Explorations in Black Leadership

Co-Directed by Phyllis Leffler & Julian Bond

The Power of One Person

BOND: And all this comes, you think, from your father's concerns? I remember reading some place of him reading about the invasion of Czechoslovakia in the newspaper?

CONYERS: 1939 -- yes, it was September 1, 1939.

BOND: And his imputing to you that this was a big event?

CONYERS: Yes. I remember that headline. It's funny what you remember and what you forget, you know, as the years pass, but September 1, 1939, Hitler invades. They used to do those headlines that really, in the old days, that would grab you, and my father explained to me that things will never be the same. And of course, Roosevelt -- there was a strong movement against us getting involved in European wars and Roosevelt was under a great deal of pressure and as it later turned out he was negotiating with England of how he could help them without us getting into war, and of course the Japanese made it easier for -- December 7th for him to declare war and eventually we got in, which was very important.

Now, the power of one person: Hitler was one of the most evil but determined people. You stop and think about -- how can a little landlocked European country which needs oil, and needs a seaport, needs everything-- how could they become a world threat? And through guile and cunning and a belief of racial superiority, Adolf Hitler is exactly the counterparts to King and Mandela. Here was a totally driven, right up until the end, even fought off mutinies within his own elite guard. But to me I keep seeing that lesson coming up time and time again. [Thurgood] Marshall in the Supreme Court and all those Howard University law professors who decided to bring this case, that nobody thought could possibly win, to the Supreme Court. In instance after instance in the business world, people who start off and they say, "Look, you can't make it." There's a John James Trucking Company now that's a hundreds of millions of dollar-business. The guy started off with he and his father and a truck, and this instance keeps coming to me in different forms and it started with my dad.

BOND: With your dad pointing out in some way or the other, that one person could make a difference, or giving you the lesson of perseverance?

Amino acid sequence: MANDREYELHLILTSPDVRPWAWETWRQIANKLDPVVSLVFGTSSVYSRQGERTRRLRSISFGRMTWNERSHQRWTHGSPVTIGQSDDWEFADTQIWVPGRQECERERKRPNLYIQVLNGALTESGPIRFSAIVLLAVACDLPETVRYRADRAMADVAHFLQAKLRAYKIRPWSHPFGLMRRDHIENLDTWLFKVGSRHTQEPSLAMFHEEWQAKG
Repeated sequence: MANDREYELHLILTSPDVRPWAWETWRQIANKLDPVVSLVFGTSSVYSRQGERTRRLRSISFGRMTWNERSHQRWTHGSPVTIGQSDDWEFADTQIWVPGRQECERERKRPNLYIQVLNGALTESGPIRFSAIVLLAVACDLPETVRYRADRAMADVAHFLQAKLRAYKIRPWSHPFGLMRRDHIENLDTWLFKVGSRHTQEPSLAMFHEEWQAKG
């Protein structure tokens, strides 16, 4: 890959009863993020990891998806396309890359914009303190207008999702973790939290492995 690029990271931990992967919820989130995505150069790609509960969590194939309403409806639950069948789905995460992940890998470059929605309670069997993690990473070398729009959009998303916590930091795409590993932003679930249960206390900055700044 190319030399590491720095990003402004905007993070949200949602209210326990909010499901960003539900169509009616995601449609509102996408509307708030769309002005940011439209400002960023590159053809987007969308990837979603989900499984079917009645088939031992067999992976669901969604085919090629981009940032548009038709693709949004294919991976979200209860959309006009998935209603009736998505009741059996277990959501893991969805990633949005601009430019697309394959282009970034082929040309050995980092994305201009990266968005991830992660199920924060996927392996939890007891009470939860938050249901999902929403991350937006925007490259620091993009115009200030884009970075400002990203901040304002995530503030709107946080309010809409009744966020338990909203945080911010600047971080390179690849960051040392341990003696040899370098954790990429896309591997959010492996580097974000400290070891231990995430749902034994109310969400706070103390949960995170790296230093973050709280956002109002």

CONYERS: He never sat me down as I am wont to do with my boys. He never sat me down and said, "Look, let me -- " He was this kind of father that -- "Here's the picture. here's Clarence Darrow." Here's a guy that could go into any courtroom, who was once a corporate lawyer himself and something happened that changed his life and he worked for the little guy. He represented this black doctor that had the temerity to --

BOND: Ossian Sweet.

CONYERS: The Sweet case.

BOND: I wondered if your father knew about Darrow from that?

CONYERS: No, he knew about Darrow from before that. No, he had studied Darrow all the way through, but that case made a huge impression on us and the fact that Clarence Darrow would take the case, but my father -- we had another instance. My father was at the Battle of the Overpass at Ford Motor Company in Dearborn where Ford -- and they had this historic picture. My father has more pictures up at Local 600 in Dearborn than he does at Chrysler because they have this picture of the Ford Motor Car people, and they had hired goons and gangsters to back them up, and they had baseball bats and here on the other side walking up was Walter Reuther and Richard Frankensteen, and other people and that was just before they turned loose -- and of course, all the police were working with the company. And this was bloody. People were killed and people were in homes for the rest of their lives. It was a very awful, ugly scene of violence, and they finally were able to organize. And they took other organizers and because there were a number of black workers -- it was a funny things about Ford. He was very patronizing. He wanted to pay his workers, he set the scale, but he didn't want unions. "I'll take care of you, but you cannot organize." And so they resisted the organizing more fiercely than they did with General Motors in Flint, or Chrysler in Detroit, but when they got to Ford, the Battle of the Overpass was something. You know, we were so happy that he didn't -- he came out unscathed.